Foucault moves onto a discussion of truth in logic, where it has to be said it does not show any knowledge of formal logic.  This certainly distinguishes Foucault from Paul Feyerabend, who as I mentioned in the last post, is mentioned favourably by Foucault in the context of anarchy in knowledge.  Truth in logic is something that Foucault treats as part of a game, and a  constraint within that game.  I don’t see anything incorrect with what Foucault says there, but does get into any discussion of formalism, use any examples or note any differences of views about logic.  Foucault denies what he regards as the Positivist claim that the definition  of truth is exhausted by logic, and emphasises plurality of kinds of truth, referring bad to the idea of archaeology which he explored at length in is 1969 book, Archaeology of Knowledge.

He also denies a complete separation between ideas of knowledge and politics.  There are always political issues about what ind of knowledge exist, and how knowledge is used, and politics itself must rely on ideas of what is known to be the case, and therefore of what knowledge is.  The different ways in truth can become manifest are to some degree tied up with different forms of power, institution and state.  These are issues that Foucault explored at length elsewhere, the best known example is Discipline and Punish, which brings us back to the idea of confession in Foucault.  The Christian origins of ‘confession’ is taken back by Foucault to one of the founders, Tertullian in this lecture.  Foucault sees Tertullian as combining three kinds of truth in Christianity: the truth of Baptism (the innocence point of view of the young who have washed away sins in the Baptismal water and been brought into a Christian community of truthful behaviour); the truth of the choice between good and evil (truth and falsity); the truth of the Fall (loss of goodness/truth) and the struggle of the Christian to overcome evil/falsity.  Evil and falsity are linked because the devil is a deceiver and the good Christian is truthful, including the meticulous truthfulness of confession.  Foucault refers to the Christian attitude to truth as arising out of Pagan antique concerns with the care of the self, and the active relationship of the self with itself, which Foucault explored in various places including History of Sexuality: Volume Three.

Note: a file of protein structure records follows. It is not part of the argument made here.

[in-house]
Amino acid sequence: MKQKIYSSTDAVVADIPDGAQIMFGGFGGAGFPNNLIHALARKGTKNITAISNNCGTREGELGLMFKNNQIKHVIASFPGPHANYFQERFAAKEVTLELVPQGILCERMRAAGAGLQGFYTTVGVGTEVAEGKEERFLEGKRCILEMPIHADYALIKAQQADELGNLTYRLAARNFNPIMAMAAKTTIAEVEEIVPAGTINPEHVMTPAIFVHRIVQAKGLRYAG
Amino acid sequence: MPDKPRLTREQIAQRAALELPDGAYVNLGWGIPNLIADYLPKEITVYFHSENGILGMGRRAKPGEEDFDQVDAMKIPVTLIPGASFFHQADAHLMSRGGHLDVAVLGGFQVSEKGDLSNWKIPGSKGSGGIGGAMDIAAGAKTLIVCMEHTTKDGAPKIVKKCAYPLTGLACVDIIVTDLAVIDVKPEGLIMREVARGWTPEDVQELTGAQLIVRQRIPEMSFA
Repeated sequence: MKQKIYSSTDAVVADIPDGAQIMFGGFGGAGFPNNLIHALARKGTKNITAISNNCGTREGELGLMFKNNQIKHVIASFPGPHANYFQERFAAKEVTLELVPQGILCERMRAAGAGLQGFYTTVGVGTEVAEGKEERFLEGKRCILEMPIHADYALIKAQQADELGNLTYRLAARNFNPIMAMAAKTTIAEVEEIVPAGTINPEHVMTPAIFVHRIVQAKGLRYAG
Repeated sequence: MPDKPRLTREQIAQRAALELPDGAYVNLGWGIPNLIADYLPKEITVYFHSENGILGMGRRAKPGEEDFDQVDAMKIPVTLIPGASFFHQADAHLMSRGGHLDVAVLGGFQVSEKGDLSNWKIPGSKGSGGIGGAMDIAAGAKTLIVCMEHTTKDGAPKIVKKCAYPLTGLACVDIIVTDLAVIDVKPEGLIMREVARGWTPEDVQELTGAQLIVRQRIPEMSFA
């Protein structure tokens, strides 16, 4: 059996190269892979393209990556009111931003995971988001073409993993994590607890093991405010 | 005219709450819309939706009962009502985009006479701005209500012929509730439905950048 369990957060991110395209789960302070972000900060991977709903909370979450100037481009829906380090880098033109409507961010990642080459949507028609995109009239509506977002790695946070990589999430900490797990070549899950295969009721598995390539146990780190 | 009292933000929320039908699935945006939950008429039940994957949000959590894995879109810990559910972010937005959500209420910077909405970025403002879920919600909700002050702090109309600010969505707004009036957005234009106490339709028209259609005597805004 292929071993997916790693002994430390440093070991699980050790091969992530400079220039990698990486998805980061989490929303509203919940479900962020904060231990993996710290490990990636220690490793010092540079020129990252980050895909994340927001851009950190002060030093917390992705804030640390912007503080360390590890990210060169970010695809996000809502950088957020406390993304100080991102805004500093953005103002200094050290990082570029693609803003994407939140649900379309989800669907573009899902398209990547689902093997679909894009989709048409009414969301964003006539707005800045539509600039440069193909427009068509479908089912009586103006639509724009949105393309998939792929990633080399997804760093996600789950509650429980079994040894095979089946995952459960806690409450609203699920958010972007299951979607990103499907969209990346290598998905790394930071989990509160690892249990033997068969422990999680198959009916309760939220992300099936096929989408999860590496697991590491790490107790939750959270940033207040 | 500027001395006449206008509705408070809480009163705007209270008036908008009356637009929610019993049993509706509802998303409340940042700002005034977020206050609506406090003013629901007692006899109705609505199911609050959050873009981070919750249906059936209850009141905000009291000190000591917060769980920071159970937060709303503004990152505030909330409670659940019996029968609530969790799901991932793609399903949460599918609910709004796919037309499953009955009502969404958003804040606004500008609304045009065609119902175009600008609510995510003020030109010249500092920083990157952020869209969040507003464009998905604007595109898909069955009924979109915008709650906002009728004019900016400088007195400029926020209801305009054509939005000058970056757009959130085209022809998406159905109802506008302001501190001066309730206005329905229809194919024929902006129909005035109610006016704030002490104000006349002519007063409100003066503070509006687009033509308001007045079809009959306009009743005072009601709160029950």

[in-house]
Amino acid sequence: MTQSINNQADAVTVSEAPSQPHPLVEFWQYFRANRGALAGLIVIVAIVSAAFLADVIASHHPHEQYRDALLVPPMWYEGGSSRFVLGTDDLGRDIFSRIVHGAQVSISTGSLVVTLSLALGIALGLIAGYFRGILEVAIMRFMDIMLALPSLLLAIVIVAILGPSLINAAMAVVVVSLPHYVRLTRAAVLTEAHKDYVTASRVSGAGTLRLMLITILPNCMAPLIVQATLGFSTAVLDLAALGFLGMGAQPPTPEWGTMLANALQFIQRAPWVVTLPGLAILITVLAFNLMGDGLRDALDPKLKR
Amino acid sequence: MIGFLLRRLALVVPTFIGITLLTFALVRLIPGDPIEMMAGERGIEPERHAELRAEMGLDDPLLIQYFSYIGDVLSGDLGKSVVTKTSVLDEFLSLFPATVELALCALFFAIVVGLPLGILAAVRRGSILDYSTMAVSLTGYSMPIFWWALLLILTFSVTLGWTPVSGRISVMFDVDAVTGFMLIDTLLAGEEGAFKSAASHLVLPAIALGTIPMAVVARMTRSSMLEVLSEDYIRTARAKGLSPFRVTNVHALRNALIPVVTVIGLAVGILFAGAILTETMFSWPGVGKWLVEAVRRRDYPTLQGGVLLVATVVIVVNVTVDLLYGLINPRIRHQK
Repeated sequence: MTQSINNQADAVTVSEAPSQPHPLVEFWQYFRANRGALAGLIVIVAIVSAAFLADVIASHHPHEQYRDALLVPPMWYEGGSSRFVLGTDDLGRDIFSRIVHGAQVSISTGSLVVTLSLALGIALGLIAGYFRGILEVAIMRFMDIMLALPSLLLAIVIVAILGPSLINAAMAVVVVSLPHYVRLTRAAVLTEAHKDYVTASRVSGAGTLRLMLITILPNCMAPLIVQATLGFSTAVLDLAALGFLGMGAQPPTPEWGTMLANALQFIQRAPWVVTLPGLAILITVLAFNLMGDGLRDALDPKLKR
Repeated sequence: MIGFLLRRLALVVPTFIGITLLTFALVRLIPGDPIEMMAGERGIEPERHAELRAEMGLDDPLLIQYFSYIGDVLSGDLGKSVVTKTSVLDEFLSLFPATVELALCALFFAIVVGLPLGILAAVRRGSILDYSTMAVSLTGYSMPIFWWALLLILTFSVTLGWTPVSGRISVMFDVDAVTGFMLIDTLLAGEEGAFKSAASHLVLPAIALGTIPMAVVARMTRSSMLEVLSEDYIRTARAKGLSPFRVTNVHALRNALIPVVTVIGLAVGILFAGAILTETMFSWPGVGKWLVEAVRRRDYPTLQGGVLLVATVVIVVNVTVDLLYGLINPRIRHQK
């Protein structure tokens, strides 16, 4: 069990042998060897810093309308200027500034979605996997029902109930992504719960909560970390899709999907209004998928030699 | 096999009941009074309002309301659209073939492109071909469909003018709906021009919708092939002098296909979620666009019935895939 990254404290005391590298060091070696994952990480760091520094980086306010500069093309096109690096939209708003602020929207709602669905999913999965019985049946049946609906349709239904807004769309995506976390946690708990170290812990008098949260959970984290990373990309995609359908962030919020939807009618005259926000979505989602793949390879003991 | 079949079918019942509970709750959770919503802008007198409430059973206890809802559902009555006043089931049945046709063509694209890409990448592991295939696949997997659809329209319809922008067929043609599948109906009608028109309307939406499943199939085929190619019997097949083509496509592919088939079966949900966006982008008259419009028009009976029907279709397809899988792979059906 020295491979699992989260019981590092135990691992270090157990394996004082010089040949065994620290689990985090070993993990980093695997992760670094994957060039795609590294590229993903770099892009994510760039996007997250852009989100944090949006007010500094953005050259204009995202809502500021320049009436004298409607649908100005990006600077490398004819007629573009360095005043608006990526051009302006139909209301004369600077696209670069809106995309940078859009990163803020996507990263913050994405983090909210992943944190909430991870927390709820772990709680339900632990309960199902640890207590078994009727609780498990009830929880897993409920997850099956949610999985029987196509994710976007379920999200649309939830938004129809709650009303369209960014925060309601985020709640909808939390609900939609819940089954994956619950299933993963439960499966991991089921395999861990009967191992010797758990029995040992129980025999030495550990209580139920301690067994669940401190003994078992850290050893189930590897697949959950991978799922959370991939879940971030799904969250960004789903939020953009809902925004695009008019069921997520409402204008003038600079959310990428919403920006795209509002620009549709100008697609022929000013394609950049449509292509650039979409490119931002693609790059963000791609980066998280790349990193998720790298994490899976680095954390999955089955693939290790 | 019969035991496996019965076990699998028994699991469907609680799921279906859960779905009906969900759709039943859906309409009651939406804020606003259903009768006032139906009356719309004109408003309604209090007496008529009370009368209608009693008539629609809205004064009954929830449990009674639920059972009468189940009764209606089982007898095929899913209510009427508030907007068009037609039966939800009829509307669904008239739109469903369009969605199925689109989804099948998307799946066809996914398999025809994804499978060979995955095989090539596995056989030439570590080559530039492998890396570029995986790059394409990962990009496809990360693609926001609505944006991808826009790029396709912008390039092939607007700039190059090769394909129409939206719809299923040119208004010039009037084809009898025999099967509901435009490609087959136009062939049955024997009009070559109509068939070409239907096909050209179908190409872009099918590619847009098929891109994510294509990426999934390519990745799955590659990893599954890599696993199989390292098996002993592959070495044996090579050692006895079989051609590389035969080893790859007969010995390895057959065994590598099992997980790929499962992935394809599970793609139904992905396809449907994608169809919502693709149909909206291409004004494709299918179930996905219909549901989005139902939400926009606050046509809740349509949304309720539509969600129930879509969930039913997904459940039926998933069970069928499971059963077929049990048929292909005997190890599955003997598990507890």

Oedipus and Anarchy. Foucault’s Lectures on the Government of the Living: 4

Blogging on a very recently published volume of Michel Foucault’s lecture courses at the Collège de France, Du gouvernement des vivants: Cours au Collège de France. 1979-1980 (Paris: Seuil, 2012).

In the lecture of 30th January, Foucault continues to discuss Oedipus the King, but also gets into more general discussions.  He addresses the question of knowledge, and its connection wit questions of power.  He suggests that his position can be regarded as ‘anarcheology’, that is as a fusion of anarchy and archaeology.  Archaeology refers to his 1969 book, Archeology of Knowledge, which gives his view of discourse, knowledge, and history of ideas and evidently to the idea of anarchy, of a lack of government.  Foucault refers to the 2accusation’ that his theory of power is anarchic, and does not deny it, but does not exactly embrace the label of political anarchist either.  He more treats the idea of anarchy as part of a sceptical approach to power and government, so the anarchy is an intellectual instrument rather than a program for a stateless society.

On the issue of anarchy as method of knowledge, Foucault refers briefly to the work of Paul Feyerabend, the philosopher of science probably best known for his 1975 book, Against Method.  As it happens the Canadian philosopher of science, Ian Hacking, who has taken a  great deal of interest in Foucault, wrote the introduction to the most recent (2010) edition of Against Method.  I have the 1993 edition on my shelves, and have yet to read the Hacking introduction, which I must do soon to see if it does contain any discussion of a possible connection between the epistemologies of Foucault and Feyerabend.  In Against Method, Feyerabend suggests that anarchy is a bad political position but is a good position in knowledge.  There is no method of knowledge, no empirical or  theoretical basis for selecting scientific theories, because ‘anything goes’ and the best method is to try as many different methods as possible.  Foucault raises Feyerabend’s in contrast with brighter burning names he does not mention.  This could be a jibe at Derrida.  Derrida’s earlier texts contain some discussion of knowledge and social science, including a discussion of Foucault’s own book History of Madness (also known as Madness and Civilisation), ‘Madness and Cogito’ which appears in Derrida’s Writing and Difference.  Derrida had been a student of Foucault and Foucault seems to have been particularly touchy about what he perceived as a slight on his philosophical competence.  Apparently Foucault maintained a personally unfriendly attitude until the 1981 episode in which Derrida was arrested in Prague.  Foucault had always been a critic of soviet socialism and was apparently particularly sympathetic to Derrida’s contacts with Prague dissidents.  Of Grammatology, Margins of Philosophy, Voice and Phenomenon, and Introduction to Husserl’s Essay on the Origin of Geometry could all be considered as contributions to an epistemology which undermines all claims to a unified method of knowledge.